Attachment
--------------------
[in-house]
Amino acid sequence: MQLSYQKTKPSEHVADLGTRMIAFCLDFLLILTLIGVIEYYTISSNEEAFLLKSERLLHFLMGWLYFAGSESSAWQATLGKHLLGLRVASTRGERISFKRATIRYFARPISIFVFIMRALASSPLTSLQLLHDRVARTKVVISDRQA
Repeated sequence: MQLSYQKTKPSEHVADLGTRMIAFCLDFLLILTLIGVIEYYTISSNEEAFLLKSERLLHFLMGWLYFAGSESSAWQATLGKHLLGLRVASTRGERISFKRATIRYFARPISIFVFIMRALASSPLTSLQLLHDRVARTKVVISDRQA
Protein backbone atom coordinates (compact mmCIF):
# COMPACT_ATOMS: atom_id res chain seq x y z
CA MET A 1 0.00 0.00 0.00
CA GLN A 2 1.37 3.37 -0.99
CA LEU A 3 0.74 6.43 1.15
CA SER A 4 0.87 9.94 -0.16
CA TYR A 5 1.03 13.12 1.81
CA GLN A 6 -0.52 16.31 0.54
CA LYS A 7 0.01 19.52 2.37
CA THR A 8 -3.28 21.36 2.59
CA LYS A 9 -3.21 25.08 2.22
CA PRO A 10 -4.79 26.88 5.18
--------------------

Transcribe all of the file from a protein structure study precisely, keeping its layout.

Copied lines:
[in-house]
Amino acid sequence: MQLSYQKTKPSEHVADLGTRMIAFCLDFLLILTLIGVIEYYTISSNEEAFLLKSERLLHFLMGWLYFAGSESSAWQATLGKHLLGLRVASTRGERISFKRATIRYFARPISIFVFIMRALASSPLTSLQLLHDRVARTKVVISDRQA
Repeated sequence: MQLSYQKTKPSEHVADLGTRMIAFCLDFLLILTLIGVIEYYTISSNEEAFLLKSERLLHFLMGWLYFAGSESSAWQATLGKHLLGLRVASTRGERISFKRATIRYFARPISIFVFIMRALASSPLTSLQLLHDRVARTKVVISDRQA
Protein backbone atom coordinates (compact mmCIF):
# COMPACT_ATOMS: atom_id res chain seq x y z
CA MET A 1 0.00 0.00 0.00
CA GLN A 2 1.37 3.37 -0.99
CA LEU A 3 0.74 6.43 1.15
CA SER A 4 0.87 9.94 -0.16
CA TYR A 5 1.03 13.12 1.81
CA GLN A 6 -0.52 16.31 0.54
CA LYS A 7 0.01 19.52 2.37
CA THR A 8 -3.28 21.36 2.59
CA LYS A 9 -3.21 25.08 2.22
CA PRO A 10 -4.79 26.88 5.18